In This Issue

Elizabeth Dale
2016 Law and History Review  
In This Issue This is a special issue on digital history, devoted to articles that consider the ways in which historians of law have made use of digital resources. The articles were submitted in response to a call for papers that we sent out last fall, and it is gratifying to see both the number and the range of submissions we received. The articles we are printing in this issue offer a map of the different approaches that legal historians have taken to digital history. The first three pieces
more » ... scuss sustained, but ultimately very different, work to digitalize legal materials. The article by Jason Eiseman, Whitney Bagnall, Cate Kellett and Caitlyn Lam describes the efforts to digitalize the Litchfield Notebooks and the decisions that went into that process. David Seipp's article tells of his creation of a database of Year Books. The last piece in this section, by Mark Finnane and Alana Piper, describes the creation of a large database of Australian criminal trials, and provides an example of some of the patterns that the database suggests. The next set of four articles show the different ways that legal historians have used databases to understand legal patterns and trends. In their article, Richard Ward and Lucy Williams describe a project that linked several digital sources to create a database that allowed them to create "life archives" for several thousand people convicted of crimes in England in the period from 1780 to 1925, and then data-mined those archives for patterns. In the next article, Tim Hitchcock and William Turkel recount their use of text mining to search the Old Bailey digital archive for evidence of shifts in court behavior in the eighteenth and nineteenth centuries. In the third article in this section, David Tanenhaus and Eric Nystrom describe one stage in their larger project that will use text mining algorithms to discern similarities across legislative documents. And in the final work in this section, Charles Romney used a word-context vector space model to look at the how habeas corpus was used and understood in the Kingdom of Hawaii between 1852 and 1892.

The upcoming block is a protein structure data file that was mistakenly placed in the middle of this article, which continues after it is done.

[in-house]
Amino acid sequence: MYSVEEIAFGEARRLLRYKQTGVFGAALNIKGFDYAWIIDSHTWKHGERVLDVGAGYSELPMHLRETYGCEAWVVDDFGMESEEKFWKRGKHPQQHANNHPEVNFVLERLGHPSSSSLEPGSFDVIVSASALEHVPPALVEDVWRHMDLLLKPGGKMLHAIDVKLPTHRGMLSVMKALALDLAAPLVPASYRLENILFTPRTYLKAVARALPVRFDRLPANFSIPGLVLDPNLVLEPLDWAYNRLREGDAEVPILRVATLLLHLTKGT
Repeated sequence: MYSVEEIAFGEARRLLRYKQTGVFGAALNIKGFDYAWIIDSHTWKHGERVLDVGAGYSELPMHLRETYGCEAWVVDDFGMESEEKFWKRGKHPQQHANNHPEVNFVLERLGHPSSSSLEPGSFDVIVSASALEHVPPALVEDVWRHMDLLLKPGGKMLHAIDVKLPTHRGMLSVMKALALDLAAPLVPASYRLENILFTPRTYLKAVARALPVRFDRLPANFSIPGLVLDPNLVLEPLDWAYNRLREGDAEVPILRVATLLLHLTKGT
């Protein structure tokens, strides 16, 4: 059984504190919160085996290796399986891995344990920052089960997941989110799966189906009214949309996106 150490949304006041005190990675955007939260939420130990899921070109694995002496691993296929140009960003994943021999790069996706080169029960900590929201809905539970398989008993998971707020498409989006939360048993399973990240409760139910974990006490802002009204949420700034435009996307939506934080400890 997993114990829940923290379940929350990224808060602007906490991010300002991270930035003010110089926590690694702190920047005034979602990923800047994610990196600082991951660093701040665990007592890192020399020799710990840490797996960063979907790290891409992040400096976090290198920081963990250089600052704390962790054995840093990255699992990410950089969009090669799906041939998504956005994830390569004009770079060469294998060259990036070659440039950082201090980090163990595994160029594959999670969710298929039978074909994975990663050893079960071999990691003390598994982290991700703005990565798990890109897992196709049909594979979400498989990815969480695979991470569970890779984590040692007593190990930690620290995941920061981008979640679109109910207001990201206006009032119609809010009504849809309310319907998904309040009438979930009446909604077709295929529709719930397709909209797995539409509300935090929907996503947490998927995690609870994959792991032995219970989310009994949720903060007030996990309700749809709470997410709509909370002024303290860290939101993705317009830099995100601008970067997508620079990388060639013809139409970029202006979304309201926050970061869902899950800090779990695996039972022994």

doi:10.1017/s0738248016000432 fatcat:5egsouqwxvfi5bvu754or3tlvu